Original articles

Warfarin-induced skin necrosis in HIV-1-infected patients with tuberculosis and venous thrombosis

F Bhaijee, H Wainwright, G Meintjes, R J Wilkinson, G Todd, E de Vries, D J Pepper

Abstract


Background. At the turn of the century, only 300 cases of warfarin-induced skin necrosis (WISN) had been reported. WISN is a rare but potentially fatal complication of warfarin therapy. There are no published reports of WISN occurring in patients with HIV-1 infection or tuberculosis (TB).
Methods. We retrospectively reviewed cases of WISN presenting from April 2005 to July 2008 at a referral hospital in Cape Town, South Africa.
Results. Six cases of WISN occurred in 973 patients receiving warfarin therapy for venous thrombosis (0.62%, 95% CI 0.25 - 1.37%). All 6 cases occurred in HIV-1-infected women (median age 30 years, range 27 - 42) with microbiologically confirmed TB and venous thrombosis. All were profoundly immunosuppressed (median CD4+ count at TB diagnosis 49 cells/µl, interquartile range 23 - 170). Of the 3 patients receiving combination antiretroviral therapy, 2 had TB-IRIS (immune reconstitution inflammatory syndrome). The median interval from initiation of antituberculosis treatment to venous thrombosis was 37 days (range 0 - 150). The median duration of parallel heparin and warfarin therapy was 2 days (range 1 - 6). WISN manifested 6 days (range 4 - 8) after initiation of warfarin therapy. The international normalised ratio (INR) at WISN onset was supra-therapeutic, median 6.2 (range 3.8 - 6.6). Sites of WISN included breasts, buttocks and thighs. Four of 6 WISN sites were secondarily infected with drug-resistant nosocomial bacteria (methicillin-resistant Staphylococcus aureus (MRSA), Acinetobacter, extended-spectrum β-lactamase (ESBL)-producing Escherichia coli and Klebsiella pneumoniae) 17 - 37 days after WISN onset. In 4 patients, the median interval from WISN onset to death was 43 days (range 25 - 45). One of the 2 patients who survived underwent bilateral mastectomies and extensive skin grafting at a specialist centre.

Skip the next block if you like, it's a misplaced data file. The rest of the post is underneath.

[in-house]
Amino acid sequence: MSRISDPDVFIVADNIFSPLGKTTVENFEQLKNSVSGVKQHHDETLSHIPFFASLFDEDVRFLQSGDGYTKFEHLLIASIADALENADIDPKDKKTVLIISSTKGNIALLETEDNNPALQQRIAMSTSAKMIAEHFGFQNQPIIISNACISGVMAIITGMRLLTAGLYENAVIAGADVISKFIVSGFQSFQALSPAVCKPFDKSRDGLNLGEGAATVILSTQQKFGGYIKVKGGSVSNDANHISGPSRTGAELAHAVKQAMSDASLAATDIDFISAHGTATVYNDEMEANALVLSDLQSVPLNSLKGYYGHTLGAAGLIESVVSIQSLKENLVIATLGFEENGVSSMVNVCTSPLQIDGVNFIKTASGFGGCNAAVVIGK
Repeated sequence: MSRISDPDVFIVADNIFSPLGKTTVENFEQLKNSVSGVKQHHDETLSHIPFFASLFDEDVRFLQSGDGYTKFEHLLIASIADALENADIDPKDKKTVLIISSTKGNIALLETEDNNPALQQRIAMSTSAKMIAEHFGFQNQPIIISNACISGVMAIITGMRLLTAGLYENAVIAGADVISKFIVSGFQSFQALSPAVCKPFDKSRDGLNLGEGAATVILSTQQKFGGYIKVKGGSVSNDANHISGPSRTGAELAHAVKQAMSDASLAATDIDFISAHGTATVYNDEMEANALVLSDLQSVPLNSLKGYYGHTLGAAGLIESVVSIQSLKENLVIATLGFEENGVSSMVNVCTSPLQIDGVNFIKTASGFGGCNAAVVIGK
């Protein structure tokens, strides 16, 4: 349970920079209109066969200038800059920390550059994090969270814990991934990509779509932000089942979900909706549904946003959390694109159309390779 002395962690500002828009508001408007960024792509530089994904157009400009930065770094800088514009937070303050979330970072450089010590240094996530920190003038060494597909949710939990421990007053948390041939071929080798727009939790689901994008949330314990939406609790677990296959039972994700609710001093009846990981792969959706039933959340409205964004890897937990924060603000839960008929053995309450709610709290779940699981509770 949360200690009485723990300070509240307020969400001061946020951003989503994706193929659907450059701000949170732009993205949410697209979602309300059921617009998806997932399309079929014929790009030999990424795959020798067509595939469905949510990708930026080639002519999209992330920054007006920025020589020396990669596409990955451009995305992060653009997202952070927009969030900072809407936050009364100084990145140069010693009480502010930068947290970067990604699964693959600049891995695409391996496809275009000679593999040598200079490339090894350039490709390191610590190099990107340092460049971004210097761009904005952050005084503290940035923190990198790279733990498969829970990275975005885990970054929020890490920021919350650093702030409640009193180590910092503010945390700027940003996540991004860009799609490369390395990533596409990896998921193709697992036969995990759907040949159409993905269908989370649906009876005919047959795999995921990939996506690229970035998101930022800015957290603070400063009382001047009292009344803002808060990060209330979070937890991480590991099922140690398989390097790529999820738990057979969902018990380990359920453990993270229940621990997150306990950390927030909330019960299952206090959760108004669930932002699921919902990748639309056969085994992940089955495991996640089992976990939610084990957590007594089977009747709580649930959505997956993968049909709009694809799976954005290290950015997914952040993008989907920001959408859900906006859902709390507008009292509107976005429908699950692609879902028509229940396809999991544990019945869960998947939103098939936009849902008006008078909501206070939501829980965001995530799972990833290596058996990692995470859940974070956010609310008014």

Conclusion. This is one of the largest case series of WISN. We report a novel clinical entity: WISN in HIV-1 infected patients with TB and venous thrombosis. The occurrence of 6 WISN cases in a 40-month period may be attributed to (i) hypercoagulability, secondary to HIV-1 and TB: (ii) short concurrent heparin and warfarin therapy; and (iii) high loading doses of warfarin. Active prevention and appropriate management of WISN are likely to improve the dire morbidity and mortality of this unusual condition.

Authors' affiliations

F Bhaijee, Groote Schuur Hospital, Anzio Road, Observatory 7925

H Wainwright, Department of Pathology, Division of Anatomical Pathology, Faculty of Health Sciences, University of Cape Town, Anzio Road, Observatory 7925

G Meintjes, Institute of Infectious Diseases and Molecular Medicine, and Department of Medicine, Faculty of Health Sciences, University of Cape Town, Anzio Road, Observatory 7925; Infectious Diseases Unit, GF Jooste Hospital, Manenberg 7764

R J Wilkinson, Institute of Infectious Diseases and Molecular Medicine, and Department of Medicine, Faculty of Health Sciences, University of Cape Town, Anzio Road, Observatory 7925; Infectious Diseases Unit, GF Jooste Hospital, Manenberg 7764

G Todd, Department of Dermatology, Groote Schuur Hospital and University of Cape Town, Anzio Road, Observatory 7925

E de Vries, School of Public Health and Family Medicine, University of Cape Town, Anzio Road, Observatory 7925

D J Pepper, Institute of Infectious Diseases and Molecular Medicine, and Department of Medicine, Faculty of Health Sciences, University of Cape Town, Anzio Road, Observatory 7925; Infectious Diseases Unit, GF Jooste Hospital, Manenberg 7764

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Keywords

HIV; tuberculosis; thrombosis; warfarin; warfarin induced skin necrosis; tuberculosis associated immune reconstitution inflammatory syndrome (TB-IRIS)

Cite this article

South African Medical Journal 2010;100(6):372-377.

Article History

Date submitted: 2009-06-09
Date published: 2010-06-01

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